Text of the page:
How come people who support Prop 8 seem unable to spell correctly?

It would behoove many of the commenters here to take a constitutional law course.

I would really like to encourage readers to at least rationally think about your comments prior to indulging in crass generalizations and broad sensationalistic invective. This board is for intelligent discussions, not xenophobia and crass moralisms.

Overturning Prop 8 is the only thing that makes sense. How can we take away someone's civil rights after they have be granted. And what a mess this state will face if these 18,000 people decide to sue the State.

We all pay taxes. Why is it fair that a straight couple should get more rights/benefits than a gay couple when both are REQUIRED to contribute the SAME amount of money to the system? Prop 8 is taxation without representation- anyone can do the math. As far as people who feel that their votes are being ignored are concerned: you can't legislate morality. Just because something is "passed," that doesn't make it right. It took waaay to long for women and people of color to have "equal rights" because people were as backward then as they are on this issue now.

For those of you who think it is a waste of time to vote, then so be it, stop voting.

Voting was a mechanism of voting for representatives, not deciding who gets legal rights and how does not.

If Californians vote to make Christianity illegal, should that stand? No! The Constitution is written to protect all, not just those that people want to protect.

The Supreme Court would be setting dangerous precedent if it allowed Prop 8 to stand. Whose rights do we take away next?

"the will of the people" is a scary concept without some safeguards, which is why America was formed as a representative democracy with constitutional protections for its people. Delivberative debate, not mob rule. Equal protection under the laws. Those are all fundamental concepts of our government. As an Asian-American, I would never want a majority to vote on what rights I get to have. It would be a sad day for all minorities if the court upholds the writing of discrimination into our constitution.

If Gay marriages are approved, then plural marriages should also be legal.
Many men are able to support more than one wife, and many women are willing to be in such relationships. The State should stay out of it.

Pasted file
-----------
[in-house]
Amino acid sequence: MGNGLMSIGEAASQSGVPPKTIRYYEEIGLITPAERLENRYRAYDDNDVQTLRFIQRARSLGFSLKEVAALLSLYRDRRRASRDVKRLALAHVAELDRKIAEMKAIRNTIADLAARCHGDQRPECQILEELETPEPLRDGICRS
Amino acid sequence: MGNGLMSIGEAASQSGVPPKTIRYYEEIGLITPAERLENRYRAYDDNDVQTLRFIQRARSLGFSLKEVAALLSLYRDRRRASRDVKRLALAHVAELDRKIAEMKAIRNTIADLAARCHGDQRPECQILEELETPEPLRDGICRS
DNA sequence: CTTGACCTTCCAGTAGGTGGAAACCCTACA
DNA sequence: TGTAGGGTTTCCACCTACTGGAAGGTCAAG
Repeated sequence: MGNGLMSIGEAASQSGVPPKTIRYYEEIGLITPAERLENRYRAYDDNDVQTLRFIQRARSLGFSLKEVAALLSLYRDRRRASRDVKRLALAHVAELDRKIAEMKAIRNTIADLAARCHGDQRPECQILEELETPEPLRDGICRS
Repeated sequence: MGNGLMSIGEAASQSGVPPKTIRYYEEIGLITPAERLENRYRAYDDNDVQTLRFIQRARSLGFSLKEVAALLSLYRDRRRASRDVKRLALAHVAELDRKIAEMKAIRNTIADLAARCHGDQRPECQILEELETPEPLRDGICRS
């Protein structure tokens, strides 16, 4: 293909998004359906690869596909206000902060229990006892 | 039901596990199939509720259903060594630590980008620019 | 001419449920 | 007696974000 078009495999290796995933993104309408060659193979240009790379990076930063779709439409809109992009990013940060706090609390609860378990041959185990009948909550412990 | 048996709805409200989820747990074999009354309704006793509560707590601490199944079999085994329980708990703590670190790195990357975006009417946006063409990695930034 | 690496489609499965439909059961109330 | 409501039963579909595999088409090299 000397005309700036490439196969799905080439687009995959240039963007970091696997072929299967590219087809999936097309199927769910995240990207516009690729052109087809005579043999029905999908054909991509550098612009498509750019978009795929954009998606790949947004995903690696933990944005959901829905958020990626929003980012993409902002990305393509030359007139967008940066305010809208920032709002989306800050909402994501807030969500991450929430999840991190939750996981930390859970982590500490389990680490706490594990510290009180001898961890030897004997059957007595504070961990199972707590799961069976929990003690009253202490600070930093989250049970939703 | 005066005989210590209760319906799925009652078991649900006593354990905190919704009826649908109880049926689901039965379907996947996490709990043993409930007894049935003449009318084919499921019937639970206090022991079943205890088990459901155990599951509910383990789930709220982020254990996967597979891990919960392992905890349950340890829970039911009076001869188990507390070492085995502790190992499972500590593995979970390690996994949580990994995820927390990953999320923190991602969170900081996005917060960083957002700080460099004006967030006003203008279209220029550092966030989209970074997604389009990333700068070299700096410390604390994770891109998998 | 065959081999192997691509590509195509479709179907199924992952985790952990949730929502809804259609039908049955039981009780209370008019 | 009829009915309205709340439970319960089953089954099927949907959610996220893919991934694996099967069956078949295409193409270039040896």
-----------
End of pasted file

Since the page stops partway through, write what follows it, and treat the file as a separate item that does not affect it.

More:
Our judicial system exists for a reason. Any 9th grader who has taken a basic civics classes would know this. And the courts certainly have the right, and furthermore the duty to step in when rights are granted or denied on the basis of sexual orientation. Citizens should not be able to vote the rights for particular people out of existance.

Hoyt adams, lobbyist have nothing to do with the Court. You are thinking of Congress which has nothing to do with this decision. Please get your branches of government correct.

RWE and Steve, have you guys ever even read the Constitution or know what the California Constitution says. I would recommend such an action before stating that something is unconstitutional.

votes do mean something, but when those votes come at the expense of a protected minority, then it is the obligation of the court to prohibit a tyranny of the (slim) majority. it will be a very sad and unprecedented day if the state supreme court decides to strip a right from a group of people that they previously gave said right to.

To Just-a-guy, you seem to forget that same sex marriage was made legal by a vote of a handful of judges. The vote of the people (and the 2% difference - not to mention the entire set of voters - is much more than that handful of judges) was to overturn than previous judgement and return to the traditional law.

Whether one agrees or disagrees with the vote of the people, it was the vote of a majority of the voters and the proposition was exactly what the previous judgement said was lacking (i.e. they overturned the previous vote of the people because there was no relevant clause in the state constitution).

Although we may diagree with the outcome of a vote, it is the American way to at least respect the voters and their independent views.

@ RWE in San Diego (of course)

Yes, "why vote?ridiculous" That should have been the slogan for the No on Prop 8 campaign. It should never have been put to the people of the state to decide in the first place, but I guess that's how it 'works'.

If you don't like the constitutional process, work to change it. But there has to be a process that is followed regardless of who is on a given side of a given issue.

Yes, it is true that prop 8 received a majority vote... a sad statement about the continued level of prejudice, hate, fear and bigotry that still exists in this country, even in 2009. But this ruling is about whether this vote should even have occurred in the first place. I do find it interesting, and not just a little hypocritical, that people are outraged at the idea that their vote may be put into question, when their very vote was seeking to deny rights to others. That is the thing about conservatives. They only think about themselves.

Since when is marriage a right? You lefties and fruitcakes are such whining little snots. Grow up.